At Noon The
Variation Was Observed To Be 47 Degrees East.
Our attention was
afterwards directed to some pine branches scattered on the ice which
proved to be marks placed by our hunters to guide us to the spot where
they had deposited the carcasses of two small deer.
This supply was very
seasonable and the men cheerfully dragged the additional weight.
Akaitcho, judging from the appearance of the meat, thought it had been
placed here three days ago and that the hunters were considerably in
advance. We put up at six P.M. near the end of the lake, having come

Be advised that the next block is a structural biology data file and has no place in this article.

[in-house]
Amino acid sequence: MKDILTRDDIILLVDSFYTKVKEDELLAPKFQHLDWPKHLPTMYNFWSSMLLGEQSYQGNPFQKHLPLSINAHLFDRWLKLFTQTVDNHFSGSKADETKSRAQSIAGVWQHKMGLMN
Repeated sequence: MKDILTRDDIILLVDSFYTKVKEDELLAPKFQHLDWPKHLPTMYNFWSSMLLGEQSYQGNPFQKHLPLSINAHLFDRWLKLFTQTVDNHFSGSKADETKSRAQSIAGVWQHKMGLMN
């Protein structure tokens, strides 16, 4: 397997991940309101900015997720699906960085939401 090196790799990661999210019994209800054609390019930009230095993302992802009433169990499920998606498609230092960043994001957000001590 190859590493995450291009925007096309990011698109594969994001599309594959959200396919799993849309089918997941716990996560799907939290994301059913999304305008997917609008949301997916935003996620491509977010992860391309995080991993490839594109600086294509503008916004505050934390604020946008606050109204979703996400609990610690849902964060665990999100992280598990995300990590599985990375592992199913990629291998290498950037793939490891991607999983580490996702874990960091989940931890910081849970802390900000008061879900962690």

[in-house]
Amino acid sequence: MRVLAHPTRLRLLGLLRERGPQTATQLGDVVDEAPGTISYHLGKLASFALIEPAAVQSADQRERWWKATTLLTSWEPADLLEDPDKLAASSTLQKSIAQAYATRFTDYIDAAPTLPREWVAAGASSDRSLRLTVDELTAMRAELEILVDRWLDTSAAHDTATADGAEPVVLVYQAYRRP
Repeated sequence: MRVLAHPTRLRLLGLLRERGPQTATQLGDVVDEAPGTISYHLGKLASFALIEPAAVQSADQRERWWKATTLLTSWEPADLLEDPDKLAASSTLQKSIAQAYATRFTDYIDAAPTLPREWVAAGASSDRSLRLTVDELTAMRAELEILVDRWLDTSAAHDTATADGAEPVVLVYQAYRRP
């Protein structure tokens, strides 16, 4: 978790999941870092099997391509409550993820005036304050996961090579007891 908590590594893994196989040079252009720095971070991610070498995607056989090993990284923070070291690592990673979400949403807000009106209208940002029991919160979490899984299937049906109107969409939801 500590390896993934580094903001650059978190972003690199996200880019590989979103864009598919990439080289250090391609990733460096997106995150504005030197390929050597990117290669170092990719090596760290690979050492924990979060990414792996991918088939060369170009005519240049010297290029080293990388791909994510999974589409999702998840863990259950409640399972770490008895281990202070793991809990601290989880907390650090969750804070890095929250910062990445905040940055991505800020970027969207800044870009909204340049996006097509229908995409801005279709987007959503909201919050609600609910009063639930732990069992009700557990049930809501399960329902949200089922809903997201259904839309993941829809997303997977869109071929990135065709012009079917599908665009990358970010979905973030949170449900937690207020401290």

twelve miles and three-quarters, and found the channel open by which it
is connected with the Rock-nest Lake. A river was pointed out bearing
south from our encampment, which is said to rise near Great Marten Lake.
Red-Rock Lake is in general narrow, its shelving banks are well clothed
with wood and even the hills, which attain an elevation of four hundred
or five hundred feet, are ornamented halfway up with stunted pines.
On June 30 the men, having gummed the canoes, embarked with their burdens
to descend the river; but we accompanied the Indians about five miles
across a neck of land, when we also embarked. The river was about two
hundred yards wide and, its course being uninterrupted, we cherished a
sanguine hope of now getting on more speedily, until we perceived that
the waters of Rock-nest Lake were still bound by ice and that recourse
must again be had to the sledges.
Enter page number
Page 430 of 649
Words from 116045 to 116305